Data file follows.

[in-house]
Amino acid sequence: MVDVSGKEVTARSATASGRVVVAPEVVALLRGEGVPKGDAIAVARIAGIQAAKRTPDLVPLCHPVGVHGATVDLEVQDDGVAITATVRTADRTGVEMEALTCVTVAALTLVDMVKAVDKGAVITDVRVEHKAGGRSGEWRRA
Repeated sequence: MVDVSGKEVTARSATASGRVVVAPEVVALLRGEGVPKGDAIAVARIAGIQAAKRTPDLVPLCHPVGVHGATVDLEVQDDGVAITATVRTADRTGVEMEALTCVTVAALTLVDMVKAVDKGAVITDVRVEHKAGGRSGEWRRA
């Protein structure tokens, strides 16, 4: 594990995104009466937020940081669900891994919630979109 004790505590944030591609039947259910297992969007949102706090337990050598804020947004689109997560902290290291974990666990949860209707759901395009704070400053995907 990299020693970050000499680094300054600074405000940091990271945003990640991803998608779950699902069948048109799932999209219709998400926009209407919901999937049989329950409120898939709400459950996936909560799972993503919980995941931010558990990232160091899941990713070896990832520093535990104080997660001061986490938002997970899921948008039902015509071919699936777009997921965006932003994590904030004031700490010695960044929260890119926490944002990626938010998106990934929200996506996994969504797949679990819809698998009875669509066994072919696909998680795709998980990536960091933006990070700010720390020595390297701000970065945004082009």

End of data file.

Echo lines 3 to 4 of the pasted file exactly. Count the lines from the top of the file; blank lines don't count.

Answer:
Repeated sequence: MVDVSGKEVTARSATASGRVVVAPEVVALLRGEGVPKGDAIAVARIAGIQAAKRTPDLVPLCHPVGVHGATVDLEVQDDGVAITATVRTADRTGVEMEALTCVTVAALTLVDMVKAVDKGAVITDVRVEHKAGGRSGEWRRA
């Protein structure tokens, strides 16, 4: 594990995104009466937020940081669900891994919630979109 004790505590944030591609039947259910297992969007949102706090337990050598804020947004689109997560902290290291974990666990949860209707759901395009704070400053995907 990299020693970050000499680094300054600074405000940091990271945003990640991803998608779950699902069948048109799932999209219709998400926009209407919901999937049989329950409120898939709400459950996936909560799972993503919980995941931010558990990232160091899941990713070896990832520093535990104080997660001061986490938002997970899921948008039902015509071919699936777009997921965006932003994590904030004031700490010695960044929260890119926490944002990626938010998106990934929200996506996994969504797949679990819809698998009875669509066994072919696909998680795709998980990536960091933006990070700010720390020595390297701000970065945004082009």